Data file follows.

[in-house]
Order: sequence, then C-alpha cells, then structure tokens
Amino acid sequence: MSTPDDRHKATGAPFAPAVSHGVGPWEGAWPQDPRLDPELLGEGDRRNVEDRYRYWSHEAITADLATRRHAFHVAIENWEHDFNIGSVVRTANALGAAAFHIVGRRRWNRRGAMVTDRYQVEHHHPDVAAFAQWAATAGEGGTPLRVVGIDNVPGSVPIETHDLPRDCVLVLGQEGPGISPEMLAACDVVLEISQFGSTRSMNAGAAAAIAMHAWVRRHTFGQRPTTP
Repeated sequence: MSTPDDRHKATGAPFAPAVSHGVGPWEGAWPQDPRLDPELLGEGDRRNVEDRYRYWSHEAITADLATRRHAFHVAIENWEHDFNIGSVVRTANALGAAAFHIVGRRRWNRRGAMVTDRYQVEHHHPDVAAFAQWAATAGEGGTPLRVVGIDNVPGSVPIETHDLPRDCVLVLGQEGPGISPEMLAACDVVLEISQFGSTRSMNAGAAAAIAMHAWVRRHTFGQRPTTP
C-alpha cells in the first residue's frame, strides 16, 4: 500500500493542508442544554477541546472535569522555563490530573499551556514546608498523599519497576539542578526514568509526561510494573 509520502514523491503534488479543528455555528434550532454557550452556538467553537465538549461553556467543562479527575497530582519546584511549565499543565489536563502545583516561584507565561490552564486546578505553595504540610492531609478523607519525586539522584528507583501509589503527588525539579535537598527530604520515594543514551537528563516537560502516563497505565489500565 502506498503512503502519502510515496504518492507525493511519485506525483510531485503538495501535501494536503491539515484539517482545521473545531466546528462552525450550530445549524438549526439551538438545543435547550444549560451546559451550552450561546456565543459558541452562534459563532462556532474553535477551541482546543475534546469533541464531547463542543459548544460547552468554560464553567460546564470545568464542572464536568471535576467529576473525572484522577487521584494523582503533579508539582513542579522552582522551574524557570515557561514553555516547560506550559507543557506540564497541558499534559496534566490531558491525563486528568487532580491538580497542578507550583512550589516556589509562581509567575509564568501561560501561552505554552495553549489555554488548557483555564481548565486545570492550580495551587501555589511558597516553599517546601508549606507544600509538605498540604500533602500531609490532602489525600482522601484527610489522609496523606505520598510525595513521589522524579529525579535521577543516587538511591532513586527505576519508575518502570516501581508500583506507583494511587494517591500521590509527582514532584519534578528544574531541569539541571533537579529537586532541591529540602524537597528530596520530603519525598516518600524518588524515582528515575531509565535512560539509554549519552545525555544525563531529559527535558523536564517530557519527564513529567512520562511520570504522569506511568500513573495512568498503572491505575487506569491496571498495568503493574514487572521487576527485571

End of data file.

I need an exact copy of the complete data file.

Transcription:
[in-house]
Order: sequence, then C-alpha cells, then structure tokens
Amino acid sequence: MSTPDDRHKATGAPFAPAVSHGVGPWEGAWPQDPRLDPELLGEGDRRNVEDRYRYWSHEAITADLATRRHAFHVAIENWEHDFNIGSVVRTANALGAAAFHIVGRRRWNRRGAMVTDRYQVEHHHPDVAAFAQWAATAGEGGTPLRVVGIDNVPGSVPIETHDLPRDCVLVLGQEGPGISPEMLAACDVVLEISQFGSTRSMNAGAAAAIAMHAWVRRHTFGQRPTTP
Repeated sequence: MSTPDDRHKATGAPFAPAVSHGVGPWEGAWPQDPRLDPELLGEGDRRNVEDRYRYWSHEAITADLATRRHAFHVAIENWEHDFNIGSVVRTANALGAAAFHIVGRRRWNRRGAMVTDRYQVEHHHPDVAAFAQWAATAGEGGTPLRVVGIDNVPGSVPIETHDLPRDCVLVLGQEGPGISPEMLAACDVVLEISQFGSTRSMNAGAAAAIAMHAWVRRHTFGQRPTTP
C-alpha cells in the first residue's frame, strides 16, 4: 500500500493542508442544554477541546472535569522555563490530573499551556514546608498523599519497576539542578526514568509526561510494573 509520502514523491503534488479543528455555528434550532454557550452556538467553537465538549461553556467543562479527575497530582519546584511549565499543565489536563502545583516561584507565561490552564486546578505553595504540610492531609478523607519525586539522584528507583501509589503527588525539579535537598527530604520515594543514551537528563516537560502516563497505565489500565 502506498503512503502519502510515496504518492507525493511519485506525483510531485503538495501535501494536503491539515484539517482545521473545531466546528462552525450550530445549524438549526439551538438545543435547550444549560451546559451550552450561546456565543459558541452562534459563532462556532474553535477551541482546543475534546469533541464531547463542543459548544460547552468554560464553567460546564470545568464542572464536568471535576467529576473525572484522577487521584494523582503533579508539582513542579522552582522551574524557570515557561514553555516547560506550559507543557506540564497541558499534559496534566490531558491525563486528568487532580491538580497542578507550583512550589516556589509562581509567575509564568501561560501561552505554552495553549489555554488548557483555564481548565486545570492550580495551587501555589511558597516553599517546601508549606507544600509538605498540604500533602500531609490532602489525600482522601484527610489522609496523606505520598510525595513521589522524579529525579535521577543516587538511591532513586527505576519508575518502570516501581508500583506507583494511587494517591500521590509527582514532584519534578528544574531541569539541571533537579529537586532541591529540602524537597528530596520530603519525598516518600524518588524515582528515575531509565535512560539509554549519552545525555544525563531529559527535558523536564517530557519527564513529567512520562511520570504522569506511568500513573495512568498503572491505575487506569491496571498495568503493574514487572521487576527485571